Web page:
An EgyptAir Airbus A220 descended too low while landing in Cairo yesterday. The aircraft intercepted the incorrect runway ILS (instrument landing system), forcing it to switch runways and later go around. The plane landed safely in Cairo later that day and remains in service.
The incident occurred onboard an EgyptAir Airbus A220 flying from Beirut, Lebanon to Cairo, Egypt, with flight number MS-714 on January 9th, according to The Aviation Herald. The flight was cleared to land for an ILS approach on runway 05L at Cairo Airport. However, while turning for final approach about 19.5 km away from the runway, the plane went through the runway localizer for 05L and aligned with runway 05C.
Air Traffic Control (ATC) quickly realized the mistake and informed the flight crew that they had aligned with the wrong runway. To fix this, ATC asked the crew to change their heading to 360 and attempt to align with runway 05L once again. The aircraft successfully changed its heading but found itself at just 400 ft about 4.8 km from the runway, when it should’ve been at 825 ft.
The low altitude forced the A220 to go around and attempt landing at runway 05L. The plane safely landed the second time about 15 minutes after the go-around.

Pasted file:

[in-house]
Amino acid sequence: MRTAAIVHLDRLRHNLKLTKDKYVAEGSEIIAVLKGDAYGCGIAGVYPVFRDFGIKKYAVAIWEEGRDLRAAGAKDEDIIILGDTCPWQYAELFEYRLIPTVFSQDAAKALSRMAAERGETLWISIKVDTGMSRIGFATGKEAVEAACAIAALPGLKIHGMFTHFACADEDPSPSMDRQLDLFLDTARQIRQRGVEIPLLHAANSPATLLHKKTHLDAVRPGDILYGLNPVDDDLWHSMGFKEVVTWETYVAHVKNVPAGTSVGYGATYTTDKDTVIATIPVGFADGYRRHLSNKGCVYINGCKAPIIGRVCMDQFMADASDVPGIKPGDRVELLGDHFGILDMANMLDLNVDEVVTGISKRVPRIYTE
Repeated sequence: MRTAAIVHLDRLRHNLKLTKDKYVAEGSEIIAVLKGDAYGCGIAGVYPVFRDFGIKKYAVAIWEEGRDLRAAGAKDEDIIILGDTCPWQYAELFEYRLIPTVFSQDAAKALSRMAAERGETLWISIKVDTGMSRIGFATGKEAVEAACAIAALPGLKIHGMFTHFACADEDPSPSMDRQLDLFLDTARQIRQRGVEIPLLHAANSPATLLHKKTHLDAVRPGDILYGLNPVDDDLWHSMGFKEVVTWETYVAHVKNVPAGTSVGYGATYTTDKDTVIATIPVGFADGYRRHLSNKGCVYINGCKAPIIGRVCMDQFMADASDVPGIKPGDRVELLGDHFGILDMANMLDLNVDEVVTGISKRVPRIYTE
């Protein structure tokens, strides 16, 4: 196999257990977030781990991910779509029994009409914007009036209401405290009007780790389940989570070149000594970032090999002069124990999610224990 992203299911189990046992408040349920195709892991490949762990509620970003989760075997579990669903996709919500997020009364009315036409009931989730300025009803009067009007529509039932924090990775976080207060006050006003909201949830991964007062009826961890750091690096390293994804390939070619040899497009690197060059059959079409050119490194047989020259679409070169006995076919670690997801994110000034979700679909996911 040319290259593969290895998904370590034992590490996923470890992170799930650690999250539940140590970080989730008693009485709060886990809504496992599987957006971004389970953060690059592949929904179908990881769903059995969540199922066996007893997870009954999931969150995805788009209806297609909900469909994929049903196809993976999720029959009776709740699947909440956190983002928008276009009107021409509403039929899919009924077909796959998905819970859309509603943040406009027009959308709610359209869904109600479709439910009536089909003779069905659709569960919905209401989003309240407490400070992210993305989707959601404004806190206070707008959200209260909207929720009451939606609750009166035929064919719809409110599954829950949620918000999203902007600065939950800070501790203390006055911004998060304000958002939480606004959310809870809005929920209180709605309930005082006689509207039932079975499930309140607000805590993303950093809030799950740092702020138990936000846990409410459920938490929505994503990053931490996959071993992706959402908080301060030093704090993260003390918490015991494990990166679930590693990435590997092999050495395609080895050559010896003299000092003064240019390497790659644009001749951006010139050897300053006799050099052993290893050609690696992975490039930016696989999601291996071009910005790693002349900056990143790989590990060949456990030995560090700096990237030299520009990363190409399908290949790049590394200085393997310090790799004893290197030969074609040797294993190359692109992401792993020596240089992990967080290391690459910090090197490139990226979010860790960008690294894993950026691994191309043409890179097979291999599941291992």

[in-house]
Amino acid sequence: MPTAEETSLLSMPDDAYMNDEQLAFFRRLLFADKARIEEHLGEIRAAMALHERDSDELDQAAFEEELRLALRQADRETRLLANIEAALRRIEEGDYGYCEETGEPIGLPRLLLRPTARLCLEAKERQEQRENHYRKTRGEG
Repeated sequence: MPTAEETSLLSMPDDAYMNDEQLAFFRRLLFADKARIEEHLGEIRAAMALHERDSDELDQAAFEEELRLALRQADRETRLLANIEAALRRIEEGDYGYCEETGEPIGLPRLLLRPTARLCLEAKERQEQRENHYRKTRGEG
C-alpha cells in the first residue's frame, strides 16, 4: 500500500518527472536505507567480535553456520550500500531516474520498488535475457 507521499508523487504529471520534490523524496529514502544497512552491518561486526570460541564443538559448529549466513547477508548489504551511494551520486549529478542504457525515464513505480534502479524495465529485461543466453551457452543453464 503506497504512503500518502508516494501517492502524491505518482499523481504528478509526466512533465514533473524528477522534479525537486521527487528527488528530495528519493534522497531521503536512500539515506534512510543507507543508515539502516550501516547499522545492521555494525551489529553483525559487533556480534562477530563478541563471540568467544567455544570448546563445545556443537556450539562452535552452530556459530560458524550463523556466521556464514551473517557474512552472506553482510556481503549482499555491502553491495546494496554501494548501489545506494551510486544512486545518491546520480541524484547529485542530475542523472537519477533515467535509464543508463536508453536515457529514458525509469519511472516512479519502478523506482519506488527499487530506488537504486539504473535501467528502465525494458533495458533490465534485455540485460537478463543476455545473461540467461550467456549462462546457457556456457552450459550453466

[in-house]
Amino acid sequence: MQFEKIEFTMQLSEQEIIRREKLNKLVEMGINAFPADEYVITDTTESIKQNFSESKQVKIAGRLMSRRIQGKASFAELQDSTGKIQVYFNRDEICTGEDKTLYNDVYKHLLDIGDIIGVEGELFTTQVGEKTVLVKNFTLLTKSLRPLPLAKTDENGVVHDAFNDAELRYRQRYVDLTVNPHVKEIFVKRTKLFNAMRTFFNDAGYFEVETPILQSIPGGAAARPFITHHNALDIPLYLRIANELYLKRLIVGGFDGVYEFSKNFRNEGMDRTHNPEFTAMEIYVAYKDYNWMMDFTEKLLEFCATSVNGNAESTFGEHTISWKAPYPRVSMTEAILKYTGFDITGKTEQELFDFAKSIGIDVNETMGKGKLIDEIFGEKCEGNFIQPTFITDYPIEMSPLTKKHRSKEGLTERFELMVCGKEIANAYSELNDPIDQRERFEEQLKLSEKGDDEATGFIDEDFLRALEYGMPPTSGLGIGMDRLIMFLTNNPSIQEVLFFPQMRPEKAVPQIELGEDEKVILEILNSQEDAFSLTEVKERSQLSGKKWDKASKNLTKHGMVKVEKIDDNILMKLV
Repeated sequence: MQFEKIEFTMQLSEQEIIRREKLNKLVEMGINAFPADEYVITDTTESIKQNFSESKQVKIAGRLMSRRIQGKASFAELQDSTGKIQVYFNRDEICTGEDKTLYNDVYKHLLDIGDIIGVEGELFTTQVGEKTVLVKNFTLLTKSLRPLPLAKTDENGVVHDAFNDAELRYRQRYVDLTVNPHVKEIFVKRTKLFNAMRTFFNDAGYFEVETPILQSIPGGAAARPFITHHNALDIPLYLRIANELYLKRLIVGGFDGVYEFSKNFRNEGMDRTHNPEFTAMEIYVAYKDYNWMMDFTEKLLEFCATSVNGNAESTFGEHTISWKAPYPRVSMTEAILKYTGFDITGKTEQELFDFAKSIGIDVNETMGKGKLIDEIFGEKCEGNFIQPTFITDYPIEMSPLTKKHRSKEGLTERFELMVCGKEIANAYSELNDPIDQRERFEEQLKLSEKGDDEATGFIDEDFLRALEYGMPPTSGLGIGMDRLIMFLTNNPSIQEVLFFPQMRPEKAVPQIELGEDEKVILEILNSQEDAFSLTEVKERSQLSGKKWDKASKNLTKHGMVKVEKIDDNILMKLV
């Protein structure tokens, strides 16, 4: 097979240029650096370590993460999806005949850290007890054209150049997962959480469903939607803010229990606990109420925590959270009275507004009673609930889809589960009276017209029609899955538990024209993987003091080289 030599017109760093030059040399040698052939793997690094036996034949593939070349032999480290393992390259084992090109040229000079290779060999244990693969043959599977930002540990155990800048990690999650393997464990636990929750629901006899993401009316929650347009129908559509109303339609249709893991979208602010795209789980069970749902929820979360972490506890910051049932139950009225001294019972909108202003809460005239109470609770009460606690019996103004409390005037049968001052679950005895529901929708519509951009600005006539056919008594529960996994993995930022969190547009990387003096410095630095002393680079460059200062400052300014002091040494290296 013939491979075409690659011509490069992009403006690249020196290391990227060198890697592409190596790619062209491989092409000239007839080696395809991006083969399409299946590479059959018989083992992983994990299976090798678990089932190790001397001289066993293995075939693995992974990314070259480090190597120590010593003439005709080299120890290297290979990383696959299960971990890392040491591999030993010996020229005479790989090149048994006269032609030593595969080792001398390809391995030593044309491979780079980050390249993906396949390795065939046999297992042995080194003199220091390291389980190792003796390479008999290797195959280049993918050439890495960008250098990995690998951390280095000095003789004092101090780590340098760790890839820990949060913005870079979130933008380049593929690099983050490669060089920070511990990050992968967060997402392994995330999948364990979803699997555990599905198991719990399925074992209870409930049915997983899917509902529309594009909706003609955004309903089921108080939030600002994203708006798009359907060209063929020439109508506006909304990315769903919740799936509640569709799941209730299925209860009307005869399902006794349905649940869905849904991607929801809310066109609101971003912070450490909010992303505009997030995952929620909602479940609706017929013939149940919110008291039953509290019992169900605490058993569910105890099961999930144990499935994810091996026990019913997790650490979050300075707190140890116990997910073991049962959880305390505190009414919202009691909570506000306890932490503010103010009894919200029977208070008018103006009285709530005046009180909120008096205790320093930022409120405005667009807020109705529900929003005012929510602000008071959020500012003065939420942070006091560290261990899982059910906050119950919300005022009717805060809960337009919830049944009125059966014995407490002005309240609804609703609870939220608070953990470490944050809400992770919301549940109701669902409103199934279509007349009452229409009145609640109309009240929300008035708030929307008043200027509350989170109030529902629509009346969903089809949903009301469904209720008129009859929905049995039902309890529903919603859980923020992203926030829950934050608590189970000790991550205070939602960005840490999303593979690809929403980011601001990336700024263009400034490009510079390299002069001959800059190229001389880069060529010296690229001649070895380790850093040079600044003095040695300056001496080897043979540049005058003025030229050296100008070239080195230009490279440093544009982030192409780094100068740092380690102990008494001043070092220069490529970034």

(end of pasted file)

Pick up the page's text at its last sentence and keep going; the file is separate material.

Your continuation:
ILS, or instrument landing system, is a system that sends radio waves away from the runway, which aircraft then intercept to guide them to the runway. Each runway approach at an airport will have its own ILS, providing pilots with both horizontal and vertical guidance on the final approach.
In the case of EgyptAir MS714, the A220 seems to have gone through the localizer for runway 05L during its final turn and instead aligned with the parallel runway 05C. The issue of incorrect ILS alignments is rare but not unheard of and requires a vigilant ATC to ensure there are no obstructions on the runway and planes are on the right approach.
EgyptAir is the only Airbus A220 in the Middle East, giving it a distinct advantage during this pandemic. The flag carrier has taken delivery of all 12 A220s on order in just over a year, with the first one joining the fleet only in September 2019. The most recent two aircraft were delivered in September 2020, according to Planespotters.net.
While airlines have been forced to park much of their fleets, especially among large Middle East airlines, EgyptAir has nine out of its 12 A220s still in service.
These A220s can be found on domestic and regional routes mainly and the A320 on medium-haul routes. Globally, the A220 has been one of, if not the most active fleet among airlines.
What do you think about EgyptAir’s A220 purchase? Have you flown with them? Let us know in the comments.